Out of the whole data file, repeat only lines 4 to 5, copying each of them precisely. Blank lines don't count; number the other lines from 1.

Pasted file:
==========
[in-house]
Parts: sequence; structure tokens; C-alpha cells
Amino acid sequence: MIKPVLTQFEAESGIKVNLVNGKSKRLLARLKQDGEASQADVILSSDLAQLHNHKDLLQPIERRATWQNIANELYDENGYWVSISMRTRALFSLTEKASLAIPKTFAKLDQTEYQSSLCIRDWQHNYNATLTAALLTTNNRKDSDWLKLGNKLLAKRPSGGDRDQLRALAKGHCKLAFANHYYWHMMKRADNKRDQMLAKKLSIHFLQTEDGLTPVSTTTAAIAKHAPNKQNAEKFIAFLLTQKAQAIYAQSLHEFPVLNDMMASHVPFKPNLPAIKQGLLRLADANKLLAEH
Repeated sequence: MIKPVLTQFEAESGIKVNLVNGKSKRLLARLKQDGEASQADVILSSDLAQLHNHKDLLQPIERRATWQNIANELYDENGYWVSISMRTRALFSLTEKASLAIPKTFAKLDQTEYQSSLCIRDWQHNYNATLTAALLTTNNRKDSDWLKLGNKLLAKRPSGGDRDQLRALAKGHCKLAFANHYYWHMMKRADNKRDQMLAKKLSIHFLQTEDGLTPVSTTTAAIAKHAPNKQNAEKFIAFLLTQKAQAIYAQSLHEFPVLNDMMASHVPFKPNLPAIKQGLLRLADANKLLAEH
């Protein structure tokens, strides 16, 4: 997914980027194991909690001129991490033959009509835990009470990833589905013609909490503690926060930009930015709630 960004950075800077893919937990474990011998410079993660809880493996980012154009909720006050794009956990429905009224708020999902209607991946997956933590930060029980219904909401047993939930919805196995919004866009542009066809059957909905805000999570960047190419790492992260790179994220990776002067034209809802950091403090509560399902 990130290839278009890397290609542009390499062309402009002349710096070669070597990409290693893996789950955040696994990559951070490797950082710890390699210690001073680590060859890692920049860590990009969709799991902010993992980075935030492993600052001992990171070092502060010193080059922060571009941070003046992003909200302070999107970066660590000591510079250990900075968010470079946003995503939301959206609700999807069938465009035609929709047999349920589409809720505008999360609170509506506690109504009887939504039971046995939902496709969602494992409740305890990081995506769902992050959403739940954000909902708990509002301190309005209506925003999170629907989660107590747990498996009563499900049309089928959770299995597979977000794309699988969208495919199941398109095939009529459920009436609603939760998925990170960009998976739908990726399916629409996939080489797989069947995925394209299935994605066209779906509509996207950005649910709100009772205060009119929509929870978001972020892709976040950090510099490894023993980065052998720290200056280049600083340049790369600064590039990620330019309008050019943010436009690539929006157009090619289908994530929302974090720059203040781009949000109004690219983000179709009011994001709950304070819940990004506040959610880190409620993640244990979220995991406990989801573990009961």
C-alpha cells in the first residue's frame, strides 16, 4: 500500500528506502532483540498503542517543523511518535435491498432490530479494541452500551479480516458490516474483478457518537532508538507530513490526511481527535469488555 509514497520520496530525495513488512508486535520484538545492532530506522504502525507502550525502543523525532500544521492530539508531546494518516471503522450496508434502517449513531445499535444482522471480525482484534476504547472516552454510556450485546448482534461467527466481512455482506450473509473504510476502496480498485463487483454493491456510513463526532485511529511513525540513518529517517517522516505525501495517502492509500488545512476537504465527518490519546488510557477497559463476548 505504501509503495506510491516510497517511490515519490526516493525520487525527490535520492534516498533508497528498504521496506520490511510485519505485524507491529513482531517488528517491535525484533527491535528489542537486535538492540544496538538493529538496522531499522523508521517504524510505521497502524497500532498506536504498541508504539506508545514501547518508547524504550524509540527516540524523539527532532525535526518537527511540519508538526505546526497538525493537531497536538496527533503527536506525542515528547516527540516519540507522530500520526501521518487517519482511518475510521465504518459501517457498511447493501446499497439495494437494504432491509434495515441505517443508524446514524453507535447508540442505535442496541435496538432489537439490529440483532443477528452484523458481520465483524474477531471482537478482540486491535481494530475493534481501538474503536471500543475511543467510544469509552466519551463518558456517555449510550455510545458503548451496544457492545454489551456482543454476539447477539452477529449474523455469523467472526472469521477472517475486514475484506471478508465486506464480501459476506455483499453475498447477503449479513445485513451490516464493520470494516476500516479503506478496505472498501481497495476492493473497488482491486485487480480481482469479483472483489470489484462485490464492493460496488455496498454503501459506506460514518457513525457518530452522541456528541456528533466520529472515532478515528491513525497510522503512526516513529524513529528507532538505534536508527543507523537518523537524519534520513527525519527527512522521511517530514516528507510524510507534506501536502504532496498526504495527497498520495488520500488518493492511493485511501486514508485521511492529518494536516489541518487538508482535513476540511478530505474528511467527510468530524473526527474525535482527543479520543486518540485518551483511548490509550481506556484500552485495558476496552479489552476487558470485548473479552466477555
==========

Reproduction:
Repeated sequence: MIKPVLTQFEAESGIKVNLVNGKSKRLLARLKQDGEASQADVILSSDLAQLHNHKDLLQPIERRATWQNIANELYDENGYWVSISMRTRALFSLTEKASLAIPKTFAKLDQTEYQSSLCIRDWQHNYNATLTAALLTTNNRKDSDWLKLGNKLLAKRPSGGDRDQLRALAKGHCKLAFANHYYWHMMKRADNKRDQMLAKKLSIHFLQTEDGLTPVSTTTAAIAKHAPNKQNAEKFIAFLLTQKAQAIYAQSLHEFPVLNDMMASHVPFKPNLPAIKQGLLRLADANKLLAEH
């Protein structure tokens, strides 16, 4: 997914980027194991909690001129991490033959009509835990009470990833589905013609909490503690926060930009930015709630 960004950075800077893919937990474990011998410079993660809880493996980012154009909720006050794009956990429905009224708020999902209607991946997956933590930060029980219904909401047993939930919805196995919004866009542009066809059957909905805000999570960047190419790492992260790179994220990776002067034209809802950091403090509560399902 990130290839278009890397290609542009390499062309402009002349710096070669070597990409290693893996789950955040696994990559951070490797950082710890390699210690001073680590060859890692920049860590990009969709799991902010993992980075935030492993600052001992990171070092502060010193080059922060571009941070003046992003909200302070999107970066660590000591510079250990900075968010470079946003995503939301959206609700999807069938465009035609929709047999349920589409809720505008999360609170509506506690109504009887939504039971046995939902496709969602494992409740305890990081995506769902992050959403739940954000909902708990509002301190309005209506925003999170629907989660107590747990498996009563499900049309089928959770299995597979977000794309699988969208495919199941398109095939009529459920009436609603939760998925990170960009998976739908990726399916629409996939080489797989069947995925394209299935994605066209779906509509996207950005649910709100009772205060009119929509929870978001972020892709976040950090510099490894023993980065052998720290200056280049600083340049790369600064590039990620330019309008050019943010436009690539929006157009090619289908994530929302974090720059203040781009949000109004690219983000179709009011994001709950304070819940990004506040959610880190409620993640244990979220995991406990989801573990009961």